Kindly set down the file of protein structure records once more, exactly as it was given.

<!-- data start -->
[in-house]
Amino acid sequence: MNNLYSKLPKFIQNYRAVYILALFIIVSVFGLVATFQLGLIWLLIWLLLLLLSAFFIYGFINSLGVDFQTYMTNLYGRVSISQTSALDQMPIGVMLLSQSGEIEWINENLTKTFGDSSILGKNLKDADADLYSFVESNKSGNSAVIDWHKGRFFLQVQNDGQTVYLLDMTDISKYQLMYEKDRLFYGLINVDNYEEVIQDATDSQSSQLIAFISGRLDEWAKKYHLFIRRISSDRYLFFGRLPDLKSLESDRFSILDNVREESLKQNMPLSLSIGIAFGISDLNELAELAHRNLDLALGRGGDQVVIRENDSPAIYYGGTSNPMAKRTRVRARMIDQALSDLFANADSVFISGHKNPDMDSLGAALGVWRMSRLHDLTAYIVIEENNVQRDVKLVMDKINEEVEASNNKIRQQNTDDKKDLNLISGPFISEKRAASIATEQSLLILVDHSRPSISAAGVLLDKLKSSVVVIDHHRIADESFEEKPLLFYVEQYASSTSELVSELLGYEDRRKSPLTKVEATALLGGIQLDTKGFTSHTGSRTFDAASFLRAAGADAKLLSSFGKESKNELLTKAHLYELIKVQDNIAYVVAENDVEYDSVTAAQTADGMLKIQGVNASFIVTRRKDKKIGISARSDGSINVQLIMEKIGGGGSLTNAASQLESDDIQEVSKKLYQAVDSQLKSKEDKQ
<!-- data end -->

[in-house]
Amino acid sequence: MNNLYSKLPKFIQNYRAVYILALFIIVSVFGLVATFQLGLIWLLIWLLLLLLSAFFIYGFINSLGVDFQTYMTNLYGRVSISQTSALDQMPIGVMLLSQSGEIEWINENLTKTFGDSSILGKNLKDADADLYSFVESNKSGNSAVIDWHKGRFFLQVQNDGQTVYLLDMTDISKYQLMYEKDRLFYGLINVDNYEEVIQDATDSQSSQLIAFISGRLDEWAKKYHLFIRRISSDRYLFFGRLPDLKSLESDRFSILDNVREESLKQNMPLSLSIGIAFGISDLNELAELAHRNLDLALGRGGDQVVIRENDSPAIYYGGTSNPMAKRTRVRARMIDQALSDLFANADSVFISGHKNPDMDSLGAALGVWRMSRLHDLTAYIVIEENNVQRDVKLVMDKINEEVEASNNKIRQQNTDDKKDLNLISGPFISEKRAASIATEQSLLILVDHSRPSISAAGVLLDKLKSSVVVIDHHRIADESFEEKPLLFYVEQYASSTSELVSELLGYEDRRKSPLTKVEATALLGGIQLDTKGFTSHTGSRTFDAASFLRAAGADAKLLSSFGKESKNELLTKAHLYELIKVQDNIAYVVAENDVEYDSVTAAQTADGMLKIQGVNASFIVTRRKDKKIGISARSDGSINVQLIMEKIGGGGSLTNAASQLESDDIQEVSKKLYQAVDSQLKSKEDKQ